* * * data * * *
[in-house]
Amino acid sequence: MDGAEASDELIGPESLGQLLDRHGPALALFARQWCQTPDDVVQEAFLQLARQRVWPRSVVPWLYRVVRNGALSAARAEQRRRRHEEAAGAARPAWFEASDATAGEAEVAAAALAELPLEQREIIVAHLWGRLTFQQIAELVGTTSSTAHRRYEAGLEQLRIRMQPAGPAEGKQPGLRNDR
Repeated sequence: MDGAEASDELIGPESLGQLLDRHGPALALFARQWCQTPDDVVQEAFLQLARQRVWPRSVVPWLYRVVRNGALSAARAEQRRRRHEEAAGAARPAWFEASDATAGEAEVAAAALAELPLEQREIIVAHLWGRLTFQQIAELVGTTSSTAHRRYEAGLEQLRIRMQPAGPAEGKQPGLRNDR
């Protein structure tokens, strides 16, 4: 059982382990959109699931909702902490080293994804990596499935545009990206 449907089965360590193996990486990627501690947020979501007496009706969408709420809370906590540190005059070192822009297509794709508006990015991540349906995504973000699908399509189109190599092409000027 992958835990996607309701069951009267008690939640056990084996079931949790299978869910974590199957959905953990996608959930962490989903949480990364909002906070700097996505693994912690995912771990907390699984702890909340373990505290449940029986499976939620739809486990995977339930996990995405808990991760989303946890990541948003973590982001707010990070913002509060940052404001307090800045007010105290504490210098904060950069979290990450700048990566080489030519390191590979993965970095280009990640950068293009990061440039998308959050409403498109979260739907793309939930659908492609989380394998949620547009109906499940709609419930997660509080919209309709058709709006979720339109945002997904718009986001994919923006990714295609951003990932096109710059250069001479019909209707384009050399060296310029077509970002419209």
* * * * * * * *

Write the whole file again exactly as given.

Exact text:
[in-house]
Amino acid sequence: MDGAEASDELIGPESLGQLLDRHGPALALFARQWCQTPDDVVQEAFLQLARQRVWPRSVVPWLYRVVRNGALSAARAEQRRRRHEEAAGAARPAWFEASDATAGEAEVAAAALAELPLEQREIIVAHLWGRLTFQQIAELVGTTSSTAHRRYEAGLEQLRIRMQPAGPAEGKQPGLRNDR
Repeated sequence: MDGAEASDELIGPESLGQLLDRHGPALALFARQWCQTPDDVVQEAFLQLARQRVWPRSVVPWLYRVVRNGALSAARAEQRRRRHEEAAGAARPAWFEASDATAGEAEVAAAALAELPLEQREIIVAHLWGRLTFQQIAELVGTTSSTAHRRYEAGLEQLRIRMQPAGPAEGKQPGLRNDR
């Protein structure tokens, strides 16, 4: 059982382990959109699931909702902490080293994804990596499935545009990206 449907089965360590193996990486990627501690947020979501007496009706969408709420809370906590540190005059070192822009297509794709508006990015991540349906995504973000699908399509189109190599092409000027 992958835990996607309701069951009267008690939640056990084996079931949790299978869910974590199957959905953990996608959930962490989903949480990364909002906070700097996505693994912690995912771990907390699984702890909340373990505290449940029986499976939620739809486990995977339930996990995405808990991760989303946890990541948003973590982001707010990070913002509060940052404001307090800045007010105290504490210098904060950069979290990450700048990566080489030519390191590979993965970095280009990640950068293009990061440039998308959050409403498109979260739907793309939930659908492609989380394998949620547009109906499940709609419930997660509080919209309709058709709006979720339109945002997904718009986001994919923006990714295609951003990932096109710059250069001479019909209707384009050399060296310029077509970002419209």